Running Head: CURRENT MARKET CONDITIONS PAPER Current Market Conditions Paper University of Phoenix ECO 365 Current Market Conditions Paper In this paper Learning Team A will explain how Delta Air Lines (Delta) has been affected by the economy, giving details about the positive and negative externalities as well as the shifts in price in elasticity of supply and demand. We will discuss how quantity demanded and quantity supplied has changed due to price changes and technology innovations. We will discuss how government regulations create surplus or shortage of airline flights. Supply and Demand Analysis
Delta is the one of the major airlines of the United States that carries cargo and passengers. Opportunities for Delta in terms of equipment are highly advanced and are constantly improving. Demand for leisure travel and the global nature of the airline industry encourage Delta to enter further strategic alliances that offer a range of measures to be taken into consideration to provide a flawless global network to be present in all major markets. Delta offers a variety of services for customers, such as online product information, fare information, flight booking, and daily flight schedules.
The airline industry is an unstable industry because of various factors. One such factor is that airlines are highly dependent upon current market conditions. The passengers’ reasons for travel contribute to instability of the airline industry. Various events such as increased oil prices, terrorist attacks, and inflation significantly have changed the demand for travel through the years. Typically, passengers travel for either business or pleasure. The airline industry is elastic because leisure or vacation travel is more price sensitive (Business Travel News, 2008).
Business travelers still contribute to high demand for airline travel, however, with improved technology and a global recession; a portion of the business travel has been eliminated or decreased to conserve spending. The equilibrium for airline tickets from Atlanta to Orlando fluctuates greatly due to changing demand for flights, which will affect the pricing for airline tickets. The supply is based on Delta’s flight schedule for a specific day: On December 20, 2009 Delta offers 17 flights between Atlanta and Orlando; each Boeing 757 aircraft holds 183 passengers for a total of 3,111 available passenger seats (Delta, 2009).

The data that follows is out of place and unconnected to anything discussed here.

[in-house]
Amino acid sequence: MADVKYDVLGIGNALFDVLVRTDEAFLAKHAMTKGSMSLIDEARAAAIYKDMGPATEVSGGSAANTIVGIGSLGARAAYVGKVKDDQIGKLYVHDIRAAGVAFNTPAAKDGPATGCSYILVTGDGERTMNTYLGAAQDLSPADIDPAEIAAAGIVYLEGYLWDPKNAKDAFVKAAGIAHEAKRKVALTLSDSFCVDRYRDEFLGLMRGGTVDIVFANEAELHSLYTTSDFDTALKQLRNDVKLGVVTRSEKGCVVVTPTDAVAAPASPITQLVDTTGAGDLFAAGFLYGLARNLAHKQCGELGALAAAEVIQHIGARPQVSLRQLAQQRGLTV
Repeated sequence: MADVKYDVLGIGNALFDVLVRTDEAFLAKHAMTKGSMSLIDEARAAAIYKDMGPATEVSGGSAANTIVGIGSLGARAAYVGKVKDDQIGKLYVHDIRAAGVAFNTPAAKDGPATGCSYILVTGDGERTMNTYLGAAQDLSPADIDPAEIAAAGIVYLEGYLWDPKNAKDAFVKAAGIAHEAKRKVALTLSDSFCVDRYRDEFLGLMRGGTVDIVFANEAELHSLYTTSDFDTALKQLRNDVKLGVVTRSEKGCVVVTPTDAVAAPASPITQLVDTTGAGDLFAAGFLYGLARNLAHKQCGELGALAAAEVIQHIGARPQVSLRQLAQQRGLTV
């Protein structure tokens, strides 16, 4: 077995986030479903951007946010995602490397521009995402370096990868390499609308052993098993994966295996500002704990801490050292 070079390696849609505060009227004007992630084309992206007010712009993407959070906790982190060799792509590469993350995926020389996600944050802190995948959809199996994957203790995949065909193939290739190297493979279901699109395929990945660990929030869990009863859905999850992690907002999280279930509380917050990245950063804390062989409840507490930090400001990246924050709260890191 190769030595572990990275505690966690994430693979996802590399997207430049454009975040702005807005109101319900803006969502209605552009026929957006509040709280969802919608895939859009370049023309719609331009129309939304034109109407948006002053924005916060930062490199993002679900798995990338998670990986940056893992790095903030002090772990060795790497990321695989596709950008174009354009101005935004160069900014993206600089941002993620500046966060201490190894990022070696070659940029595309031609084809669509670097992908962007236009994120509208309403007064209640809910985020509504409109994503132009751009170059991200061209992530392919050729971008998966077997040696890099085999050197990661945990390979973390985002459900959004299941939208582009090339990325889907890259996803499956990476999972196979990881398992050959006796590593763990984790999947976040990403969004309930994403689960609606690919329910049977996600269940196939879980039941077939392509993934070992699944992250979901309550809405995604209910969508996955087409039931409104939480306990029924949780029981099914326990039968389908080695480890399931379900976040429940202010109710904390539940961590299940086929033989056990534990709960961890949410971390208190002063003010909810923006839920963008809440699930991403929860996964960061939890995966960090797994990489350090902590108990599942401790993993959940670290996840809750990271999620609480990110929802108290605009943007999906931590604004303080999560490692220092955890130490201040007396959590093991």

The closer the travel date is, the more the airline monitors the price for specific flights to ensure that all flights are full. Delta factors in a no show rate of passengers, which can lead to involuntary denied boarding of passengers. During the fourth quarter of 2008, 1. 10 per 10,000 passengers was denied boarding due to overselling of flights (DOT, 2009). Factors That Determine Changes in Supply of Demand Delta’s ticket sales fluctuate due to current market conditions, such as fuel cost, global economy, and terrorism threats.
Available substitutes also have an effect on supply and demand of airline tickets. Once potential customers check the ticket cost on Delta for a given flight, they may consider alternative transportation means, such as discount airlines, cars, trains, or busses. The Internet has contributed to increased competition among airlines and substitutes. Websites, such as expdia. com and Travelocity. com, allow passengers to shop for the lowest price available. Depending on the purpose of the travel potential passengers might decide to postpone their travel or to cancel their travel plans.
Telecommunications has developed into another substitute for Delta because of video conferencing, its ability to offer webinars, and other electronic services. The terrorist attacks of September 11 decreased the demand of airline travel as well. The Bureau of Transportation Statistics (BTS) reports that the events of September 11, 2001 caused more passengers to fly low-cost airlines, resulted in a reduced airline workforce to reduce cost, whereas airlines reduced their offerings of daily flights, which resulted in fewer empty seats (BTS, 2005. ).
The number passengers on domestic U. S. flights fell from 65. 38 million in August 2001 to 31. 82 million in September 2001 due to the terrorist attacks on September 11 (BTS, 2005). Changes in Quantity and Demand Due to Price External circumstances whether positive or negative can influence the supply and demand of Delta and the airline industry. No matter how good or bad the economic market conditions are they will always have an impact on how Delta deals with specific situations, such as aircraft malfunctions and crashes due to human error or technological problems.
Airline tickets have an elastic price when booked in advance. Long run consumers and organizations have time to shop around for the best fare. For example, to book a one-way ticket in coach class on December 8, 2009 for February 14, 2010 from Atlanta to Orlando the ticket price has a base price of $94 plus $10. 60 for taxes and fees for a total cost of $104. 60 whereas a one-way ticket for the same flight if booked on December 8, 2009 for December 8, 2009 has a base price of $305 plus $10. 60 for a total cost of $315. 60 (Delta, 2009).
Short-run the airline ticket cost is inelastic because passengers are willing to pay a high price for any short-notice travel due to family emergencies or last-minute business meetings. For the airline industry the terrorist attacks of September 11 meant seizing the entire operations for several days due to government orders. Consumer’s insecurities to trust the airline industry and federal security guidelines led to decreased demand of airline ticket sales. This forced the airlines to raise prices to offset the decreased revenue and to compensate for new security fees enforced by the United States government and airport authorities.